One-stop shop to make India 20 times richer

Category: Economics

Lee Kuan Yew never committed the blunders of the socialists. No nationalisation.

Did I ever contemplate nationalisation, socialist planning for industrialisation and economic transformation? Frankly, no. For there was precious little to nationalise, apart from office furniture and equipment, bank offices, shops, hotels, and some factories. Further, I had before me, by 1965, the salutary lessons of U Nu’s Burma, Bandaranaike’s Ceylon, and Sukarno’s Indonesia, Nu’s Burma, Bandaranaike’s Ceylon, and Sukarno’s Indonesia. – Lee Kuan Yew

[Note: there are numerous public sector undertakings but these are managed in a totally hands-off manner through Temasek]

 

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Please download and share free e-books on economics for children, by Michael A. Malgeri

Michael A. Malgeri has just sent me an email which I’m sharing here (and will also share on my Economics for Children Facebook page) [Writing for children continues to be one of my goals – but it is on the back burner at the moment, given many other priorities.]

Btw, I had introduced readers to Michael Malgeri’s work in 2013, here.

EXTRACT OF EMAIL FROM MICHAEL

We corresponded several years ago about my children’s book series that teach young people the fundamentals of Capitalism.

I’m offering the ebooks as FREE downloads on my website http://www.kids4biz.com/ and thought you might be interested in spreading the word to your community.

The “Johnny Profit” series teaches Capitalism and other free enterprise concepts through short, simple fiction.

The series has been endorsed by Steve Forbes, Larry Kudlow and Joseph Bast of the Heartland Institute (see below my signature).

I’m currently involved in helping spread ideas of innovation, entrepreneurship and liberty among the youth of Africa.

Please consider visiting http://www.kids4biz.com  where you can download each of the books in the series.

There are also pictures of the programs in Africa.

Thank you for your consideration.

I look forward to hearing from you.

Best Regards,

Michael A. Malgeri

“Michael Malgeri has created a series of small books that could change the way an entire generation views individualism, profit-making, and capitalism. The books are easy to read and fun to discuss with children of all ages. They capture the imagination and explain the moral foundations of the free society with just a few words and pictures. Adam Smith and Milton Friedman would have approved!”  – Joseph Bast, President, The Heartland Institute.

“Kids will learn from these. But adults would, too! Should be mandatory reading in Washington.”  – Steve Forbes, Forbes Magazine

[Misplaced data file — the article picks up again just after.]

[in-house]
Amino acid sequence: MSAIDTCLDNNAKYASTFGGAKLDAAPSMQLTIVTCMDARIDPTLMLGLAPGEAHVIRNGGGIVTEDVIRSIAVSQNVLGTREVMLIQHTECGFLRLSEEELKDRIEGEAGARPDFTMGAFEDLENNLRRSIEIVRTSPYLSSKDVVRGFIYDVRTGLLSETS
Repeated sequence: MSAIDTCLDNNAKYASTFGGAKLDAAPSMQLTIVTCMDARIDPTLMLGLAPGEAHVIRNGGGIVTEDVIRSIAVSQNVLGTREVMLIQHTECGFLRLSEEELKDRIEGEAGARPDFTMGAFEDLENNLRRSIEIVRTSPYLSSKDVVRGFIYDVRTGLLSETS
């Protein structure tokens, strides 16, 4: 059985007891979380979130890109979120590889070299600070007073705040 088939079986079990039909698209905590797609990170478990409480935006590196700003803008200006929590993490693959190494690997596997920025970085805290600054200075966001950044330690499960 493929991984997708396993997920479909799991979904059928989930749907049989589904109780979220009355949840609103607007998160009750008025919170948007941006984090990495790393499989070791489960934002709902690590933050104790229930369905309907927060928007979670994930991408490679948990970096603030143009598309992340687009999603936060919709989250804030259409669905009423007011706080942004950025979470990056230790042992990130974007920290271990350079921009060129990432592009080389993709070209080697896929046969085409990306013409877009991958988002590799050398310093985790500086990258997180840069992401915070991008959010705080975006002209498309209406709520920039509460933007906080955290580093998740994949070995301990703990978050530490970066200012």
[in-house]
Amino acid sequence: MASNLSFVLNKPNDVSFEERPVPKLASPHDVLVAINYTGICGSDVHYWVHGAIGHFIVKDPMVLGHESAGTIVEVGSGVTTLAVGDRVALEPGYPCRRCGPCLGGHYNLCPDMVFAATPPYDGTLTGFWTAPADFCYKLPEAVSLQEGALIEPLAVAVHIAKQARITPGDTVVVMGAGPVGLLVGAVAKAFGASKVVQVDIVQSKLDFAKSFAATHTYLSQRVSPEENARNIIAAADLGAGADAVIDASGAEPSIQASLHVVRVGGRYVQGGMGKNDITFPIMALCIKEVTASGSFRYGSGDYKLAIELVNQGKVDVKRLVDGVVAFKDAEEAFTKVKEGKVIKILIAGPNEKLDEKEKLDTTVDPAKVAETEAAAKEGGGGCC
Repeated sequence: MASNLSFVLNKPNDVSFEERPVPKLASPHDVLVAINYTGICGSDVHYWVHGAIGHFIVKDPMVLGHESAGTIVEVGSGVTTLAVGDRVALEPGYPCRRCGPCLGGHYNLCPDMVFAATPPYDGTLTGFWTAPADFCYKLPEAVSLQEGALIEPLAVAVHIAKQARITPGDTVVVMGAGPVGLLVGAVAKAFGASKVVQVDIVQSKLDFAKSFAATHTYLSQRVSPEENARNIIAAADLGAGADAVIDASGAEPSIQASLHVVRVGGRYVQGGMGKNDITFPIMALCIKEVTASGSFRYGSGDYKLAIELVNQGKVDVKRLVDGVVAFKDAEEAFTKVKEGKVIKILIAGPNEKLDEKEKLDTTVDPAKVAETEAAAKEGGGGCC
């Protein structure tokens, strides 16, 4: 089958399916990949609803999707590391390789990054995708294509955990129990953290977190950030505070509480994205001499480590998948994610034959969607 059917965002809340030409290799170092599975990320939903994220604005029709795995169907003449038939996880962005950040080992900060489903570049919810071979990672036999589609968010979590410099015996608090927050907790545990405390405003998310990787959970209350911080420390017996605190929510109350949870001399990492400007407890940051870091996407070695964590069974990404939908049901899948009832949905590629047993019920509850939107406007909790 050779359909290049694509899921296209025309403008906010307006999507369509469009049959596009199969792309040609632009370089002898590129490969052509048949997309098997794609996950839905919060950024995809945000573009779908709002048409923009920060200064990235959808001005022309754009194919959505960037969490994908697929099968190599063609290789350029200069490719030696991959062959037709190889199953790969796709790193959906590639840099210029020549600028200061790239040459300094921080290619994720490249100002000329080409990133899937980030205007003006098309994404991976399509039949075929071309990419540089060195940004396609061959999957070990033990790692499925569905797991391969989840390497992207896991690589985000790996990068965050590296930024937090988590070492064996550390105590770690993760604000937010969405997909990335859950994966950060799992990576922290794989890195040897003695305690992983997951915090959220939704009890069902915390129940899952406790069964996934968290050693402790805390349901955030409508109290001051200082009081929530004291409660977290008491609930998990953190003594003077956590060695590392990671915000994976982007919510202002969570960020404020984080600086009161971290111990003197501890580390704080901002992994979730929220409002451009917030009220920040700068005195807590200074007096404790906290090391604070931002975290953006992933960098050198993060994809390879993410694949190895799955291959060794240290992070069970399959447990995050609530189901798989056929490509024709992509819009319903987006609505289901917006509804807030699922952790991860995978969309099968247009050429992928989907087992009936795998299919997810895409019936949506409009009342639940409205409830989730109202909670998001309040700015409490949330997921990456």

‘Johnny Profit’ bucks convention and takes the labels of guilt and greed out of honest profit making.” – Larry Kudlow, host of CNBC’s The Kudlow Report

 

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Why people must pay a small premium for lower level government employees over comparable private sector employees

Richard Ebeling has published an article here: WHAT IS A GOVERNMENT WORKER WORTH WITHOUT A FREE MARKET?

MY COMMENT

I’d generally agree with a small premium for working in a government job compared with a private job – at the lower levels.

Mises and most economists forget that we are facing a principal-agent-sub-agent problem here. The challenge of ensuring honesty among the employees is always greater than that of ensuring honesty among private sector employees.

So a certain “incentive” pay is necessary to attract and retain talent – while ensuring it is honest. This will need to be less where the organisation is autonomous and small. It will need to be higher where the organisation is large huge (e.g. police).

This becomes relatively less important at the higher levels, where parity is not desirable. Even then, salaries at the higher levels need to be quite competitive.

This is the problem with standard economic analysis – which doesn’t even know that we are facing a complex principal-agent-sub-agent problem.

Chanakya and Lee Kuan Yew understood this, but they are among the very few who did so.

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The need for (almost entirely) private ownership of infrastructure

Someone asked me about SBP’s manifesto: It’s not clear to me how creation and maintenance of infrastructure would be achieved in building/maintenance of roads or airports?

MY RESPONSE

First, read the whole section carefully:

Government to facilitate/regulate, and only rarely directly build infrastructure

It is sometimes taken for granted that infrastructure should be created and maintained only by the government. But even infrastructure should be subject to the laws of market and private initiative. Inefficiency and waste resulting from unnecessary government involvement has resulted in severely stunted infrastructure in India. Our railways, roads and energy deficits are a serious bottleneck to economic activity.

Wherever possible, we will hand over the creation and maintenance of infrastructure to private initiative and subject it to the normal laws of markets. Except in the rarest of cases, the direct construction and maintenance of infrastructure by government departments will be brought to an end. Even in areas of potential monopoly such as water, sanitation and laying internet cables, we will advance significant private sector involvement under regulatory oversight. We will also support high speed rail networks where these are economically self-sustaining and without taxpayer subsidy.